Texas Survey Examines Trust in Law Enforcement, Immigration

Stark Contrasts Found by Race, Political Ideology

Photo showing scale of justice and judge’s gavel
Most survey respondents favored a new state law that makes the granting of bond less automatic. Although most participants agreed additional funding for law enforcement officers would help reduce crime, one-fifth disagreed. Regarding immigration, about half of the survey’s respondents supported immediate deportation of immigrants whose applications for asylum are not accepted. As with other issues, the breakdowns according to demographics revealed patterns in beliefs and opinions. Photo credit: Sora Shimazaki for Pexels

A survey released today found areas of agreement within two of the hottest political topics in the state — criminal justice and immigration. Though, wide separations were revealed, too, in the latest Texas Trends report by the University of Houston Hobby School of Public Affairs and Texas Southern University Barbara Jordan–Mickey Leland School of Public Affairs. Those differences were especially sharp when comparing responses by ideology, race and generation.

“When asked if they trust their community law enforcement, almost half of the survey’s Black survey respondents said ‘no.’ To the same question, more than two-thirds of white respondents said ‘yes.’ When we examined by ideology, the highest levels of trust in local law enforcement came from the survey’s conservatives,” said Michael O. Adams, founding director of the Executive Master of Public Administration Program and professor of political science and public administration at TSU.

A majority of respondents (57.8%) favored the state’s Damon Allen Act (Texas Senate Bill 6) and its new restrictions that make granting of bond less automatic.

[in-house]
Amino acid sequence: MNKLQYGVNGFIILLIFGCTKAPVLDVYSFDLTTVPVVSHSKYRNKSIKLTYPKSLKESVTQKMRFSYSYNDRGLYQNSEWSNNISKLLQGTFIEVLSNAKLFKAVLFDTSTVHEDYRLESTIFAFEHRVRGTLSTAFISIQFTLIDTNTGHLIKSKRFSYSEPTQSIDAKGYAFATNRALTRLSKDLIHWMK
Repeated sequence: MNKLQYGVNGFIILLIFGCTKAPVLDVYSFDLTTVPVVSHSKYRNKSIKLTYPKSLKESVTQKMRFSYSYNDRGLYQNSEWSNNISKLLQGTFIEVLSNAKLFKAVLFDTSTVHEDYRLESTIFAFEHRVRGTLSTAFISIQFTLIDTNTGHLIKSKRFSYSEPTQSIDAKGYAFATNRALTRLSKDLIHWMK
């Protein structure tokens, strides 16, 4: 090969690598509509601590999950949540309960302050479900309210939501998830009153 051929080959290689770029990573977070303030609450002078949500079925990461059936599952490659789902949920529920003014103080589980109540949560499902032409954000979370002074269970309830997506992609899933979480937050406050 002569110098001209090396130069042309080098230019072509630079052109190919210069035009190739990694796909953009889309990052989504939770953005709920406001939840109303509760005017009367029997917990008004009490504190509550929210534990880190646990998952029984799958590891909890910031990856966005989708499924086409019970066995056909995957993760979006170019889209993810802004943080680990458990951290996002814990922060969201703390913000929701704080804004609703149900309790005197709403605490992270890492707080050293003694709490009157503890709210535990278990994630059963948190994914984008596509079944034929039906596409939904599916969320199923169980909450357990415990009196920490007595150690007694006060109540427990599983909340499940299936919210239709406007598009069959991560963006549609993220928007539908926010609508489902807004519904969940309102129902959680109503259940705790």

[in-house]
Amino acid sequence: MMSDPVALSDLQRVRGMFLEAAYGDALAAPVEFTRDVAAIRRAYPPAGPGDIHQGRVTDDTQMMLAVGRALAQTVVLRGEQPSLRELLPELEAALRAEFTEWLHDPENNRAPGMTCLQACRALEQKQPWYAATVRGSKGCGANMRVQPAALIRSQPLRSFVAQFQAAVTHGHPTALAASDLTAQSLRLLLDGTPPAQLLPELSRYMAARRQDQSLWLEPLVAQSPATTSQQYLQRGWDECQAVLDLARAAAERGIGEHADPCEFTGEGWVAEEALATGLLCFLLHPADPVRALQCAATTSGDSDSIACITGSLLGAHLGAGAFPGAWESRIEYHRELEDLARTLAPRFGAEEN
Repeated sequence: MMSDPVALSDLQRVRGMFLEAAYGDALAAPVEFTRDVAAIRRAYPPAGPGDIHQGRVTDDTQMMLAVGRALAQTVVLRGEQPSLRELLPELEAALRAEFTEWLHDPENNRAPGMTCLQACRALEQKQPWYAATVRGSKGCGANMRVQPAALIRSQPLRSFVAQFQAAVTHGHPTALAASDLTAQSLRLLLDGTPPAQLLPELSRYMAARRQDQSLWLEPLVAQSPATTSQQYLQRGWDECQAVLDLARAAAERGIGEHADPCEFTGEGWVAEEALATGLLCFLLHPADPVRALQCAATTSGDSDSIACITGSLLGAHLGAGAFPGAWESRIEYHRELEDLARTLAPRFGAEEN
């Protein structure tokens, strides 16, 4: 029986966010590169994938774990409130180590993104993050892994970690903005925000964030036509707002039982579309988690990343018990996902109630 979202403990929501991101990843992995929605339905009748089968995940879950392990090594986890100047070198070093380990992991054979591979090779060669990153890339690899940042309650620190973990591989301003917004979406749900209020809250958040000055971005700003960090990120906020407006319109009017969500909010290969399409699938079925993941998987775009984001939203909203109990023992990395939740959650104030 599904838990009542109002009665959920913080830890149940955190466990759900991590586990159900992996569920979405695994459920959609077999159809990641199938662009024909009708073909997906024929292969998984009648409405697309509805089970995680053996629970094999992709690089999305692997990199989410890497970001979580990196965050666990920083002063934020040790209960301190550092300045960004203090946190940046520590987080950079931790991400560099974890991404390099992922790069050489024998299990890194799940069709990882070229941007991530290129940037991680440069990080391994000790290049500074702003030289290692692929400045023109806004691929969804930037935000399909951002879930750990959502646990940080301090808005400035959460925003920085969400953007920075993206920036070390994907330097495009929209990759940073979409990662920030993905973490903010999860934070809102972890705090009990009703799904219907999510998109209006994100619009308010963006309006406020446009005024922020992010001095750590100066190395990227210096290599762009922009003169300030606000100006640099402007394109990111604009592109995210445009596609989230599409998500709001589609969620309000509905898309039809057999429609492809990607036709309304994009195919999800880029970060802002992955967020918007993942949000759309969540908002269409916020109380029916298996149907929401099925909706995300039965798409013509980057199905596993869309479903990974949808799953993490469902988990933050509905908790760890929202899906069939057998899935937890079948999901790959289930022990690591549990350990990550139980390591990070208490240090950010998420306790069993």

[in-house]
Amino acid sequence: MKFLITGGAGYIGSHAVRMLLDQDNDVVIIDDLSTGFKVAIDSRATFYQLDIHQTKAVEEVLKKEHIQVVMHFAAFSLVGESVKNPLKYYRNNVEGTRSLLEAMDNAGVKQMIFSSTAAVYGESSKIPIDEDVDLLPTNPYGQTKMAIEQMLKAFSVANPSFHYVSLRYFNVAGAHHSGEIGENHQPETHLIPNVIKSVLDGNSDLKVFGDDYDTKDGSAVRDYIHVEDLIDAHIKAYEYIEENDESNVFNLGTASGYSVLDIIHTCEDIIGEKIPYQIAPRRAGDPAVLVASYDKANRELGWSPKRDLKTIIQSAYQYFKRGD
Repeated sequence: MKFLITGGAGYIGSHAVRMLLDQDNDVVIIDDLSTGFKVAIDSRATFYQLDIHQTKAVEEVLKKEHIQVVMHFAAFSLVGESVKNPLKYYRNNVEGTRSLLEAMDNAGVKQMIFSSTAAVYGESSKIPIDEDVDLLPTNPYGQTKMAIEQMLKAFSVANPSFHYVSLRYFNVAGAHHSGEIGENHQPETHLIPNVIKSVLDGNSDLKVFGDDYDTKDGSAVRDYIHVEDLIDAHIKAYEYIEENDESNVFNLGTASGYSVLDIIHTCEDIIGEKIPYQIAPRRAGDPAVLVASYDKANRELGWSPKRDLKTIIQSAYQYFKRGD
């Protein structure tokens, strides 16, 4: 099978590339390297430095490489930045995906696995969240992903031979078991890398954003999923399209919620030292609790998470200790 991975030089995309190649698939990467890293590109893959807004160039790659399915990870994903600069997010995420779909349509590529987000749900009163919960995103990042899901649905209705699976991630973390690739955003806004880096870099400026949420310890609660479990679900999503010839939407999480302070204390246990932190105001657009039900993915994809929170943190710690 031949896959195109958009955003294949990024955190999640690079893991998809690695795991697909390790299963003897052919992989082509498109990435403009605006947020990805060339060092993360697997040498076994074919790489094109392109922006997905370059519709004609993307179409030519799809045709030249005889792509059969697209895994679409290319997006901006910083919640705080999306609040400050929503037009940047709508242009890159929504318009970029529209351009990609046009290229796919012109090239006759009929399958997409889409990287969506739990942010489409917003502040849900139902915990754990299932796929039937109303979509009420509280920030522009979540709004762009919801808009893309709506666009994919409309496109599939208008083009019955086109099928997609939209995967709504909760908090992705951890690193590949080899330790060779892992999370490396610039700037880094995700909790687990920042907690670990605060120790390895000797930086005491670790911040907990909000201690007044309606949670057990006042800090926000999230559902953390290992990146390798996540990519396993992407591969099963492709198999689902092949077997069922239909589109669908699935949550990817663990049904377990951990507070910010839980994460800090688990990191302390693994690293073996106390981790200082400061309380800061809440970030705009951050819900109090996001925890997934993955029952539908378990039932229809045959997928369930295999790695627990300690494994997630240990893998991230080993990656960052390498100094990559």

Considering immigration, a majority supported adding more immigration judges and courts to ease backlogs of immigration cases (65.9% agreed) and expediting court hearings for asylum seekers to reduce wait times (64.3% supported).

Differences were sparked along ideology on whether asylum status in the U.S. should be tougher to obtain. More than half of survey participants who described themselves as conservative (59.5%) or very conservative (69.8%) said it should. Those who describe themselves as liberal (22.5%) or very liberal (20.2%) reflected the opposite view.

“Considerable levels of agreement happened when we asked if the federal government was doing a good job of handling asylum seekers at the US–Mexico border. ‘No’ was the most frequent answer across all ideological divides,” said Delgerjargal Uvsh, Hobby School post-doctoral fellow.

By the Numbers

Trust in local law enforcement – Overall, 58.6% of survey respondents said they have confidence in local law enforcement and believed local law enforcement. The breakdown by race reveals another story: 68.2% of white respondents agreed, forming the largest pool of support when considered by race. But 46.7% of Blacks did not feel that trust.